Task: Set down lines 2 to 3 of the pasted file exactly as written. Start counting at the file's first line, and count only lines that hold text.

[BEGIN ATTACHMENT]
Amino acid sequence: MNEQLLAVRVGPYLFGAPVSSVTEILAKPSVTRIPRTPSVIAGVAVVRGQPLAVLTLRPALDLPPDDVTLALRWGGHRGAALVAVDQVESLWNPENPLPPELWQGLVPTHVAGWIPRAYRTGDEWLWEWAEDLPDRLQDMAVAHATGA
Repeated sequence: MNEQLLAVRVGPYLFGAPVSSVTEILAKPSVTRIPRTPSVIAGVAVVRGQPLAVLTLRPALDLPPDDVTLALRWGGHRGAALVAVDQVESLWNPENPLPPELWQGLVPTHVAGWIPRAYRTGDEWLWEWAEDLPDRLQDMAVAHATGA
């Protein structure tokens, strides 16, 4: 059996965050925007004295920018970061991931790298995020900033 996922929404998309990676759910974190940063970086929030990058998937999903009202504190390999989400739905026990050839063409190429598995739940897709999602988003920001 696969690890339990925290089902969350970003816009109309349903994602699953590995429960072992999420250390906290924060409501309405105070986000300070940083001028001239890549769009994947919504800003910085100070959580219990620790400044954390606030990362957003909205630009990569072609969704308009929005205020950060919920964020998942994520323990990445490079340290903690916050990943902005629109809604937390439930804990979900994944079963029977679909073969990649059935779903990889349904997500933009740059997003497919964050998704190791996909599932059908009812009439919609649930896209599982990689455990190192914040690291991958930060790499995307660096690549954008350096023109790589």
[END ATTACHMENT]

Repeated sequence: MNEQLLAVRVGPYLFGAPVSSVTEILAKPSVTRIPRTPSVIAGVAVVRGQPLAVLTLRPALDLPPDDVTLALRWGGHRGAALVAVDQVESLWNPENPLPPELWQGLVPTHVAGWIPRAYRTGDEWLWEWAEDLPDRLQDMAVAHATGA
């Protein structure tokens, strides 16, 4: 059996965050925007004295920018970061991931790298995020900033 996922929404998309990676759910974190940063970086929030990058998937999903009202504190390999989400739905026990050839063409190429598995739940897709999602988003920001 696969690890339990925290089902969350970003816009109309349903994602699953590995429960072992999420250390906290924060409501309405105070986000300070940083001028001239890549769009994947919504800003910085100070959580219990620790400044954390606030990362957003909205630009990569072609969704308009929005205020950060919920964020998942994520323990990445490079340290903690916050990943902005629109809604937390439930804990979900994944079963029977679909073969990649059935779903990889349904997500933009740059997003497919964050998704190791996909599932059908009812009439919609649930896209599982990689455990190192914040690291991958930060790499995307660096690549954008350096023109790589």